All Eyes on ConverDyne

Uranium is cool again.

But unlike every uranium price cycle since the 1970’s, demand is driving prices higher, not supply.

For the first time since the Three Mile Island, Chernobyl and Fukushima meltdowns, public opinion is shifting back in nuclear’s favor.

In Japan, a majority of citizens are pro nuclear now, compared to 71% against only three years ago.

Japanese Poll on Nuclear Acceptance

Source: Asahi Shimbun

The same story is happening across other developed markets including Europe, Canada and the UK. The UK has gone from a split opinion on the benefits of nuclear two years ago to 24% more citizens in favor today.

United Kingdom Poll on Nuclear

Source: Stonehaven polling from June 2021 to today. Net Support = Percent of people who support nuclear minus per cent of people who oppose. Each date minimum n=2,000 Nat Rep respondents (Image: Stonehaven)

The winds are finally blowing in nuclear’s favor and investors are taking notice.

Though Uranium prices are already up 70% in the last three years, they have been rangebound since early 2022, causing investors to scramble in search of the next catalyst.

The restart of the ConverDyn uranium conversion facility could be that catalyst.

In this report we break down the timeline to a restart of the only operating conversion facility in the US, the impact it could have on the uranium market and the investment opportunities we think it will create elsewhere in the uranium value chain.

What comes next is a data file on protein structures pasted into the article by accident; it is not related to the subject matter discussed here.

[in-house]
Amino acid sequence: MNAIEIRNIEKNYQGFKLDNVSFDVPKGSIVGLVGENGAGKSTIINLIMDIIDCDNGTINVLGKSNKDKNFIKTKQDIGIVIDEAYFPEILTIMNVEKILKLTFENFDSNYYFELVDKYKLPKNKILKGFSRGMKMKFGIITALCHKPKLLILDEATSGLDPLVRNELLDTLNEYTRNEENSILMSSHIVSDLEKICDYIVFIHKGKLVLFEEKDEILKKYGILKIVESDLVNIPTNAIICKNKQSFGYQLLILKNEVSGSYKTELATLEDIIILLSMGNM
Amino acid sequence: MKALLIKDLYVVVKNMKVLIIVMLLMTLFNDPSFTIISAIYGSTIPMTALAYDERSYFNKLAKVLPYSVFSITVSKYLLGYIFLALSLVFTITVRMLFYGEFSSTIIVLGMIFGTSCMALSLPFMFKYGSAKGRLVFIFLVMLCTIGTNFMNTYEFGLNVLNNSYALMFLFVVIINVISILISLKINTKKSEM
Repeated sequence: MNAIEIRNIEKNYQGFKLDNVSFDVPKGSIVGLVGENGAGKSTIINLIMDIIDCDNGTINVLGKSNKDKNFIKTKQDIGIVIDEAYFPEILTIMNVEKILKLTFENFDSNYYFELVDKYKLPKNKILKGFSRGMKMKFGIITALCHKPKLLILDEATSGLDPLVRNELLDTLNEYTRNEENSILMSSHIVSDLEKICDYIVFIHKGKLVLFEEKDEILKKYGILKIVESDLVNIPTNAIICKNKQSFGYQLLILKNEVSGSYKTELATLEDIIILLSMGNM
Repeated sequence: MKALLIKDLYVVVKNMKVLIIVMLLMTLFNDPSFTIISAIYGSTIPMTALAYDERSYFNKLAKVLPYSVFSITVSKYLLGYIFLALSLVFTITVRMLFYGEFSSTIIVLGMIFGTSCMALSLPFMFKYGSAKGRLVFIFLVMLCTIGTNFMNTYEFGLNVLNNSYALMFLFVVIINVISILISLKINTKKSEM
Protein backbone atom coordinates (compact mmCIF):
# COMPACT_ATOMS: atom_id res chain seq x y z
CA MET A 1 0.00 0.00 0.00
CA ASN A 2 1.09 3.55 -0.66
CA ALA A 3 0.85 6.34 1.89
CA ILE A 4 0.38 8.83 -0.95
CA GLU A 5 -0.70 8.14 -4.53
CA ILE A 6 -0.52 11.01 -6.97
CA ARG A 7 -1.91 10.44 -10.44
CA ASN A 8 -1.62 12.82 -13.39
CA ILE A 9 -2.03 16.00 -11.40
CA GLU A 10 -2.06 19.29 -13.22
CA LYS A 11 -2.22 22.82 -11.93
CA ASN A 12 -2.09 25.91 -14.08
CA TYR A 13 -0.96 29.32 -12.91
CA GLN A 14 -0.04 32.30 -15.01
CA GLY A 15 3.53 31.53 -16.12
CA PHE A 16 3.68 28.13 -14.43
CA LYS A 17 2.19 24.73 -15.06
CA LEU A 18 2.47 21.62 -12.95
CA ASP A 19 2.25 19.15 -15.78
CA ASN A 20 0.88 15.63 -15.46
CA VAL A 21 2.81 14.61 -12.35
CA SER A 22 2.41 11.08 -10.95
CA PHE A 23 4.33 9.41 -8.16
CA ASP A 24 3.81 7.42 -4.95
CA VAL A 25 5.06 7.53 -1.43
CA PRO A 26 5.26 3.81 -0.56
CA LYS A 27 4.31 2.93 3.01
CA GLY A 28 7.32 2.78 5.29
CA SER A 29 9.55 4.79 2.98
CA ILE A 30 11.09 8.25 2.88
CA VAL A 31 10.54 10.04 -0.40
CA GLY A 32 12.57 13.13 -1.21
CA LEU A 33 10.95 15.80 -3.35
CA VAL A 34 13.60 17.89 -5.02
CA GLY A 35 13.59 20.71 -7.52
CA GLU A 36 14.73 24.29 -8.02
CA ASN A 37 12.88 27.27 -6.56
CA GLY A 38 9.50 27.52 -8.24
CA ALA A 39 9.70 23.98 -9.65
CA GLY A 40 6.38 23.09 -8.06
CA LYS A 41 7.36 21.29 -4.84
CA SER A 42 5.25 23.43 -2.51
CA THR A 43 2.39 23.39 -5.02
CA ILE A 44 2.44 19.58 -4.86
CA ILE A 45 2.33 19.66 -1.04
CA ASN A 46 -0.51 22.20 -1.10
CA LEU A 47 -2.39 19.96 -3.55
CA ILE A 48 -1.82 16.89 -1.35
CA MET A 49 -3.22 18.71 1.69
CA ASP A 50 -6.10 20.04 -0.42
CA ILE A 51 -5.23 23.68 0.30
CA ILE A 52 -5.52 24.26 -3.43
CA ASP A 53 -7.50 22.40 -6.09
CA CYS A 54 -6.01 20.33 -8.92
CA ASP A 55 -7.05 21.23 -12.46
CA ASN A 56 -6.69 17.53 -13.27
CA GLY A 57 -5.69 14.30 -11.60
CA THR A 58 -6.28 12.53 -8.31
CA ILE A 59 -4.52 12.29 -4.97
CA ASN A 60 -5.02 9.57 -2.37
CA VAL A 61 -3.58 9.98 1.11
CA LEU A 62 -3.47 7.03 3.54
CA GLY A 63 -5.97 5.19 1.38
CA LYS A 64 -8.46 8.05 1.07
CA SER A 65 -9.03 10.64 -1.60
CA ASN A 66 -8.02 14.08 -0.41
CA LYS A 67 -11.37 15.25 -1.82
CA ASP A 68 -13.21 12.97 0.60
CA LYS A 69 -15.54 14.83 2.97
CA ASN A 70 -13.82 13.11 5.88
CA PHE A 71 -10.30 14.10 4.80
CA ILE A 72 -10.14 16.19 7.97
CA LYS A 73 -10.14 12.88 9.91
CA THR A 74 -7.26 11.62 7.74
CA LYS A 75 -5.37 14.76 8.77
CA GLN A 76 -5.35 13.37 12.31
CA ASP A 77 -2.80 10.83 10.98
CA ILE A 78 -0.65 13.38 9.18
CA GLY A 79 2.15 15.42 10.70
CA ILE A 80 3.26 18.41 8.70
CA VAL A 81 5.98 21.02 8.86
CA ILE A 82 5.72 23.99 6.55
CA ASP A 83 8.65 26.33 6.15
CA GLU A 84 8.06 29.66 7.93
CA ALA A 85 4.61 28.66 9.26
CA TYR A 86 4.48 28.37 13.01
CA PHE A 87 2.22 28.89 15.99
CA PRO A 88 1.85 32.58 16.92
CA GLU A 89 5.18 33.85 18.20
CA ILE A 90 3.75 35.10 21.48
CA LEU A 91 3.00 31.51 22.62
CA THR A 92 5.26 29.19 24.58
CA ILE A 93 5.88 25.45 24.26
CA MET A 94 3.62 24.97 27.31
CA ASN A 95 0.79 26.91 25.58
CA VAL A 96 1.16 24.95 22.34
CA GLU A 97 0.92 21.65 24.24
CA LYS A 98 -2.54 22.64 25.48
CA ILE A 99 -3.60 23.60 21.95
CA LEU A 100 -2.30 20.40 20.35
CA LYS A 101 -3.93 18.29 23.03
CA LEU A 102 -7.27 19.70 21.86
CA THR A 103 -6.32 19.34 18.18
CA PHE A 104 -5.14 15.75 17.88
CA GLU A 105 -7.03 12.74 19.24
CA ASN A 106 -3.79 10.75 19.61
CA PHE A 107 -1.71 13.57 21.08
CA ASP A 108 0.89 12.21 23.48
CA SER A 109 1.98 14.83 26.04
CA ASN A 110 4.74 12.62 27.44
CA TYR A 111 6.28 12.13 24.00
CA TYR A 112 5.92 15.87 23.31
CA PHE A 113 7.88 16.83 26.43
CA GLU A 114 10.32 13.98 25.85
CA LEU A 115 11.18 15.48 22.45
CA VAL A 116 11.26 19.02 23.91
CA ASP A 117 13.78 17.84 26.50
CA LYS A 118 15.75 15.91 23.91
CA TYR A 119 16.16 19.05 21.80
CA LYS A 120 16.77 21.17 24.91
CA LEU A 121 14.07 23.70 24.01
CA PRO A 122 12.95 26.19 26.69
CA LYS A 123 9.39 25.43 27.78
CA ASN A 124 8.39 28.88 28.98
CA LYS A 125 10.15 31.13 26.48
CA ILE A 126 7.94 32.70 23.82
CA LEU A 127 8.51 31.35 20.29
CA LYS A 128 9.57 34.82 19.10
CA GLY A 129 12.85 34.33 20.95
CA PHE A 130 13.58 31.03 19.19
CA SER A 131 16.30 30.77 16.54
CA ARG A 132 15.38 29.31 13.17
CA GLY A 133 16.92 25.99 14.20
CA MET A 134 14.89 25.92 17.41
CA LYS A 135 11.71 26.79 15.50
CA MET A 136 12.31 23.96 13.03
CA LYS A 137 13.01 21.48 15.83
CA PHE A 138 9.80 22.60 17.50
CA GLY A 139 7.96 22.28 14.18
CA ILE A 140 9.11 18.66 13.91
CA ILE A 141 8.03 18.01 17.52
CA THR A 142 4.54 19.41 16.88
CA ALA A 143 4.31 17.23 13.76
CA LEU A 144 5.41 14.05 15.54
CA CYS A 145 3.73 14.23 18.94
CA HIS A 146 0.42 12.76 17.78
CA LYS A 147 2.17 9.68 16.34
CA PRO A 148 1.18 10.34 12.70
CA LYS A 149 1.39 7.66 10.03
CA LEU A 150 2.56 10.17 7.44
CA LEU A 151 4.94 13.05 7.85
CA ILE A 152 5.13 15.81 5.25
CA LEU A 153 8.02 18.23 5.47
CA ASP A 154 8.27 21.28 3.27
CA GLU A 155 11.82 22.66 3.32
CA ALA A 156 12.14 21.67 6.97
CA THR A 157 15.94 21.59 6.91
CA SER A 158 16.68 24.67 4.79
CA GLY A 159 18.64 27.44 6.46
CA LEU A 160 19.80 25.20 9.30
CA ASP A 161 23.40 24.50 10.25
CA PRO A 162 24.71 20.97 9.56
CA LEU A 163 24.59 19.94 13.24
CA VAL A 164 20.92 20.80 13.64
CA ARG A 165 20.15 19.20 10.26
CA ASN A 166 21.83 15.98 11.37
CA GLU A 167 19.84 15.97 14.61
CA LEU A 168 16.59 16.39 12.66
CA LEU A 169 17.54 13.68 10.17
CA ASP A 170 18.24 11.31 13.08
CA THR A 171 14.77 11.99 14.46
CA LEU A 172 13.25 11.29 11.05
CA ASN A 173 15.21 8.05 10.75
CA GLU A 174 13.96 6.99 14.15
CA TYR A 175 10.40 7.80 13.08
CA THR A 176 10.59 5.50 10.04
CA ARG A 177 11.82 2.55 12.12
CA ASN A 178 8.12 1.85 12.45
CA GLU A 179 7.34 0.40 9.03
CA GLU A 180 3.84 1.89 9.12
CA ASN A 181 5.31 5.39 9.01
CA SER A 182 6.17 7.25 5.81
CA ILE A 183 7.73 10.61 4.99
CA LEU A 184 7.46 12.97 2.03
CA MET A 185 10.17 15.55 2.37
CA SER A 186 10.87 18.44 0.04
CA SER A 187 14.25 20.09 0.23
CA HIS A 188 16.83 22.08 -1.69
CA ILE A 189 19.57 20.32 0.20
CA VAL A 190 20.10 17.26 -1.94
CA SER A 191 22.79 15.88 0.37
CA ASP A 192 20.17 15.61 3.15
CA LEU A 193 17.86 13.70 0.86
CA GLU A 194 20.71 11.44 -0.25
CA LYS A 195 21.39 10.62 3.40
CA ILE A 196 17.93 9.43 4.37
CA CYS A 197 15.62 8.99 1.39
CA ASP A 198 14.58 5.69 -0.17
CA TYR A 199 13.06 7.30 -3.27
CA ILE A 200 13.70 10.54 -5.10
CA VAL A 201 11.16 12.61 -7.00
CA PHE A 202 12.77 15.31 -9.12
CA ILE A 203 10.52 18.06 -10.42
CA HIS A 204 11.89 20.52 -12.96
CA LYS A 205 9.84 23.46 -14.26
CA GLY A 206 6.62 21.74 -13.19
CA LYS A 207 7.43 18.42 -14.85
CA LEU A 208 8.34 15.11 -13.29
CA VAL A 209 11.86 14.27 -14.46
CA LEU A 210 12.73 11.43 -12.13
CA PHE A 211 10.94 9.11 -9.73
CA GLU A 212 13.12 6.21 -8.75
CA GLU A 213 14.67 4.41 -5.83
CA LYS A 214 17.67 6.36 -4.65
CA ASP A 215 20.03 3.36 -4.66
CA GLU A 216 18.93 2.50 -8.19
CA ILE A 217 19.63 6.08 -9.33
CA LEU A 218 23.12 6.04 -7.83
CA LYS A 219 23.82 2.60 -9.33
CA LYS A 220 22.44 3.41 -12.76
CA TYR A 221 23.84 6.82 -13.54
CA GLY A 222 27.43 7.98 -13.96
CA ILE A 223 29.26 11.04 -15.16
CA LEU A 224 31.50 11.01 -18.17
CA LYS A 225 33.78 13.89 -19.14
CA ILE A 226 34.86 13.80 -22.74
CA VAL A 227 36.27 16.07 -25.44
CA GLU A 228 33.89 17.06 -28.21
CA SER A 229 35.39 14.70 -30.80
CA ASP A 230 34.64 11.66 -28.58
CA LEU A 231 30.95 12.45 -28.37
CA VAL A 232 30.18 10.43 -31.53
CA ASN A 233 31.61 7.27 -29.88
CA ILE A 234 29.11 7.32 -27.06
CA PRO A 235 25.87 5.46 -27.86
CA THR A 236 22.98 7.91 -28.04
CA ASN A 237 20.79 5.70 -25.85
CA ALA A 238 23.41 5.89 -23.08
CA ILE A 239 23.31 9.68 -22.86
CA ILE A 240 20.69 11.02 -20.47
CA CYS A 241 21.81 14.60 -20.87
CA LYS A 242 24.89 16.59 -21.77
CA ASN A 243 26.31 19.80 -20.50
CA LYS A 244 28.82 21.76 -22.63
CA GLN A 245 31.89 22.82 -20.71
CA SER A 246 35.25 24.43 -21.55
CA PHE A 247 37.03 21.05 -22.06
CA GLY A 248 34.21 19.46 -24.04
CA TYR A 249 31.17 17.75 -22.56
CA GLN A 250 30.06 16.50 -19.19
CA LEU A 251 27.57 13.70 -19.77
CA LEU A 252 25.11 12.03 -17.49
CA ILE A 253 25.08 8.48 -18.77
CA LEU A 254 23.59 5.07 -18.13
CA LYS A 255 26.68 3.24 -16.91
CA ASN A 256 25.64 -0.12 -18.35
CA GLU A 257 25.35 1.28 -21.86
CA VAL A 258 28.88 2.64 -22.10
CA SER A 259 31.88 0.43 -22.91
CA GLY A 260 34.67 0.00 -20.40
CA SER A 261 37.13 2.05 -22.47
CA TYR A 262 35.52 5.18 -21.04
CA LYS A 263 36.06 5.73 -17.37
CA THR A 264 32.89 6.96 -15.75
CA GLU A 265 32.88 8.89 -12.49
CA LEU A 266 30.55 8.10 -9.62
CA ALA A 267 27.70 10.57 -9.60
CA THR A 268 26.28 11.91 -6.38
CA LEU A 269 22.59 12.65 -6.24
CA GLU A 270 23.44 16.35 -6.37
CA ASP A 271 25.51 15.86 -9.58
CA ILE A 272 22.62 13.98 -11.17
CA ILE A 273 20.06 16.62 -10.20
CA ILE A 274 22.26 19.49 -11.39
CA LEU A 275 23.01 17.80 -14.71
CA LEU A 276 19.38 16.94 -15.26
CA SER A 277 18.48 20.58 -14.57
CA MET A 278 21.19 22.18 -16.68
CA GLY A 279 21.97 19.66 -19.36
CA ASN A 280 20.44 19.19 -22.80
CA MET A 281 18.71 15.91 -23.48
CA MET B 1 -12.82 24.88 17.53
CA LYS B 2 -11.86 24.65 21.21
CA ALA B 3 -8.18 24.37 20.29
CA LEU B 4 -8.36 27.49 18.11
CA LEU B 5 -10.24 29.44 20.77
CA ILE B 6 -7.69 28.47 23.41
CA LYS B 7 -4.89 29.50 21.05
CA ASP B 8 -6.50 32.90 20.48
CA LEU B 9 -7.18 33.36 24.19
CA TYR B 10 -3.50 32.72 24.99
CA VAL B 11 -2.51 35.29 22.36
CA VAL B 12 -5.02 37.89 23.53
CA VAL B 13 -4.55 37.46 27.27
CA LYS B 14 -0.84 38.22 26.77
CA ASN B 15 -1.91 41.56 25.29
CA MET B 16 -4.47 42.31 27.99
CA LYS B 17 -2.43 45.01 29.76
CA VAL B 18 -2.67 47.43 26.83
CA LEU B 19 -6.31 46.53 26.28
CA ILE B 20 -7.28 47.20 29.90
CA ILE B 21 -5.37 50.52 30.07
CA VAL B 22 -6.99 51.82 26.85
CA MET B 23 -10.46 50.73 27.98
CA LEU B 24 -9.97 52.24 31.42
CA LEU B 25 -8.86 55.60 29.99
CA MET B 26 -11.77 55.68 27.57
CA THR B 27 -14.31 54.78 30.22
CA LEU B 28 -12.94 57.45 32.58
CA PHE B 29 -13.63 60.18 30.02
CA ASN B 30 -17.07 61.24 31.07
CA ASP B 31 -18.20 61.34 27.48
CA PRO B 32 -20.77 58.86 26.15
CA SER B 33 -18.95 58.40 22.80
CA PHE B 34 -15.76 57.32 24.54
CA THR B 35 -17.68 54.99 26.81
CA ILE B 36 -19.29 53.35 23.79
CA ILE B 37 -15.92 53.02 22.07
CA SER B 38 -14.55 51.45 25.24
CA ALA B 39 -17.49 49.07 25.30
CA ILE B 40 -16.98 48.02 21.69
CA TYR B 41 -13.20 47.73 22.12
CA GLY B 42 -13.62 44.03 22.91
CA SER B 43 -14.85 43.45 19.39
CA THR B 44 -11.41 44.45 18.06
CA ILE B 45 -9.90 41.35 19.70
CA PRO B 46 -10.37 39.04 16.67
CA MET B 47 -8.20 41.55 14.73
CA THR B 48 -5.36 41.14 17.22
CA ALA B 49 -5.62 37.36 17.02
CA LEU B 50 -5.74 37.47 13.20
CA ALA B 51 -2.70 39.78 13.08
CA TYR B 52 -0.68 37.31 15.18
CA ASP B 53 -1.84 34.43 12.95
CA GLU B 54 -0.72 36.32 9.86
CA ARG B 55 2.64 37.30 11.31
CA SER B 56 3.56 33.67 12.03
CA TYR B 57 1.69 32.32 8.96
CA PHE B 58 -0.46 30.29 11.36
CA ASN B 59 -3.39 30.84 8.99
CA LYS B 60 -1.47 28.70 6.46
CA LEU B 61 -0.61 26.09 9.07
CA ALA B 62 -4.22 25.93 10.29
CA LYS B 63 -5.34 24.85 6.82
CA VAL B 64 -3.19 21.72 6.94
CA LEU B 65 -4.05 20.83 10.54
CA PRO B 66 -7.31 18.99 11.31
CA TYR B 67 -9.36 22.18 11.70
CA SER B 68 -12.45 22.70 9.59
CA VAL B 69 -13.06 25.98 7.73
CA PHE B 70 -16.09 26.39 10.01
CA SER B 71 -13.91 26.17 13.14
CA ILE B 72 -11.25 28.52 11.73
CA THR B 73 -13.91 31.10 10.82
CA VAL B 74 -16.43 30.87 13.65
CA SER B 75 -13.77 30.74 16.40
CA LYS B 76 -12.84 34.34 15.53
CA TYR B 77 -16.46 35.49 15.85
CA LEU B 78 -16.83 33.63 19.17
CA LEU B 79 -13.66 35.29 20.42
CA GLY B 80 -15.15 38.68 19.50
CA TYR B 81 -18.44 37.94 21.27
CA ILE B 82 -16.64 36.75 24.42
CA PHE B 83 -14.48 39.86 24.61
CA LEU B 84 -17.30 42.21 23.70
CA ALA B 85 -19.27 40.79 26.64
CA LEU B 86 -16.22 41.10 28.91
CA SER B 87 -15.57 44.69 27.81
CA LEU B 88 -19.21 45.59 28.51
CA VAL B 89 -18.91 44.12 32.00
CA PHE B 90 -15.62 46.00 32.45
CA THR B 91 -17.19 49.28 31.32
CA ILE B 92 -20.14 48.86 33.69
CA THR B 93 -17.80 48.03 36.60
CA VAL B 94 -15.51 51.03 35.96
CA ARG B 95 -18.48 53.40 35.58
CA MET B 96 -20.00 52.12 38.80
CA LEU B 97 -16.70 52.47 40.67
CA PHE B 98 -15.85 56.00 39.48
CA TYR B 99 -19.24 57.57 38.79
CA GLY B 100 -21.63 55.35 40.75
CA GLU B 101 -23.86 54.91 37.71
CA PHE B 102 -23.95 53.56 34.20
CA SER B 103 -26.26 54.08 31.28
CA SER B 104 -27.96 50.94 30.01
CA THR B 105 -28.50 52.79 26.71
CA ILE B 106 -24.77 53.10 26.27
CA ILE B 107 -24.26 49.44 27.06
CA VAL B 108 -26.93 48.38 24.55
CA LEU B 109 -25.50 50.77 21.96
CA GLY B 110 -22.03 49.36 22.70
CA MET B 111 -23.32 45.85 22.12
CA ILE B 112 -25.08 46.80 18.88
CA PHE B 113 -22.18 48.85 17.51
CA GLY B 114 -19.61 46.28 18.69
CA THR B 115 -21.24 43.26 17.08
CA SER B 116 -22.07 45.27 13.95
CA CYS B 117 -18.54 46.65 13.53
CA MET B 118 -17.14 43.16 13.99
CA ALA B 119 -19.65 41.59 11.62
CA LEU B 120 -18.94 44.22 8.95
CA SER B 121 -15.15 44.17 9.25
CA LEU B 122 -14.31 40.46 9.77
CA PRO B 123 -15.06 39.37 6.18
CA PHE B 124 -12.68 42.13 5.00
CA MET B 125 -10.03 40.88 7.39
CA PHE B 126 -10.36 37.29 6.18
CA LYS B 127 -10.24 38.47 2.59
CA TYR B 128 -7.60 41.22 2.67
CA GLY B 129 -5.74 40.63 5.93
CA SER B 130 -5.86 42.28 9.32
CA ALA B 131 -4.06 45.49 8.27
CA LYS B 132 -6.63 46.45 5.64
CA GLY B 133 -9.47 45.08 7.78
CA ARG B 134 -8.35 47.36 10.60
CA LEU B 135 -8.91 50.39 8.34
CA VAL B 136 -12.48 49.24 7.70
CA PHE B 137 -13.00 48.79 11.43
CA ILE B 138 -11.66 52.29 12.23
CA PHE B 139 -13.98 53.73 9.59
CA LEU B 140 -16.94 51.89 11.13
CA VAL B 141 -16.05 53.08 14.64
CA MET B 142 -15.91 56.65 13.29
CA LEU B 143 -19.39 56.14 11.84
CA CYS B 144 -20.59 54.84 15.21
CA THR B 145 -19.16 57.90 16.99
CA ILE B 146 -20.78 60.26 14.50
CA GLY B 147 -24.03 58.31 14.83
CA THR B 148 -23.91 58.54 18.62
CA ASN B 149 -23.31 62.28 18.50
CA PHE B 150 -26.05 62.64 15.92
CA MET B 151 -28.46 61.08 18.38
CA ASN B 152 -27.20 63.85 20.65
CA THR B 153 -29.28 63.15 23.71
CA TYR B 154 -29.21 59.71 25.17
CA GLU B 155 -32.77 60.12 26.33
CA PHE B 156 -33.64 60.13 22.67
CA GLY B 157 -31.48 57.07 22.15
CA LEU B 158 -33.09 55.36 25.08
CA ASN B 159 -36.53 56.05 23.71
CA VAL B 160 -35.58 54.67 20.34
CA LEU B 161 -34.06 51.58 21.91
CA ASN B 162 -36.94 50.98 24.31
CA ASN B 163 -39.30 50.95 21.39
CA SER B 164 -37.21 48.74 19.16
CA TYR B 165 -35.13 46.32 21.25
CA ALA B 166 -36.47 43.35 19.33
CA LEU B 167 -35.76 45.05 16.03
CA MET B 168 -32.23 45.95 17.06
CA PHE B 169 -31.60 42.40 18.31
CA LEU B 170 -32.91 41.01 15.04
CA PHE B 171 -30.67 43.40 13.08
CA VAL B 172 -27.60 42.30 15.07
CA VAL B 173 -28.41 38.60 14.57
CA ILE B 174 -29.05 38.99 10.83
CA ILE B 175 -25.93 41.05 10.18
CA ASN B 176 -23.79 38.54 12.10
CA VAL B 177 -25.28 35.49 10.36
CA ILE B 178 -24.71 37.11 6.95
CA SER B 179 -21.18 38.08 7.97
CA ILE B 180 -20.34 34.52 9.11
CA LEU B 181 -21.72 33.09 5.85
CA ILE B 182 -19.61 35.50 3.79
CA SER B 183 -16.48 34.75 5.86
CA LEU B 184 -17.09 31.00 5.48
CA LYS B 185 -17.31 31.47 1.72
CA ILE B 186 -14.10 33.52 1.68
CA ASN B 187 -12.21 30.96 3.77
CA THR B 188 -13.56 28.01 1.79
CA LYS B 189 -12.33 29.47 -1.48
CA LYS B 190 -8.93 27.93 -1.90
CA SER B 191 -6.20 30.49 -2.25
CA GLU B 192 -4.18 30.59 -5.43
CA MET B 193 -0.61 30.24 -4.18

Lets dig in…

Enter ConverDyn

ConverDyn is a partnership between General Atomics and Honeywell to provide uranium hexafluoride (UF₆), conversion to nuclear power plants in North America, Europe and Asia.

Uranium concentrate, “yellowcake” in industry jargon, needs to be converted to uranium UF6 before it can be concentrated and formed into pellets used by nuclear facilities.

From 1970 to 1992, there were two operating uranium UF6 conversion facilities in the US: Allied Signal’s Metropolis Works Facility (ConverDyn) and General Atomics’ Sequoyah Fuels Facility in Gore, Oklahoma.

Both companies faced low conversion prices and excess market supply in the late 1980’s and by 1992 the companies agreed to close the Gore, Oklahoma facility and take joint ownership of profits from the Metropolis Works Facility in Metropolis, Illinois.

Metropolis Works closed in 2017 due to weak conversion margins and has been closed every since.

All UF6 produced at Metropolis Work is marketed and sold by ConverDyn.

Russia Reminding the World about Security of Supply

In 2020, almost 40% of the world’s uranium conversion capacity came from Russia.  American producers have said that a major concern is that the US heavily relies on foreign sources from potential hostile nations like China and Russia.

World Uranium Conversion Capacity (Source: Radio Free Europe /World Nuclear Association)

In light of sanctions against Russia due to the invasion of the Ukraine, many in the industry believe that Russia will lose its leadership as a major supplier of UF6 and U3O8 to Europe and North America.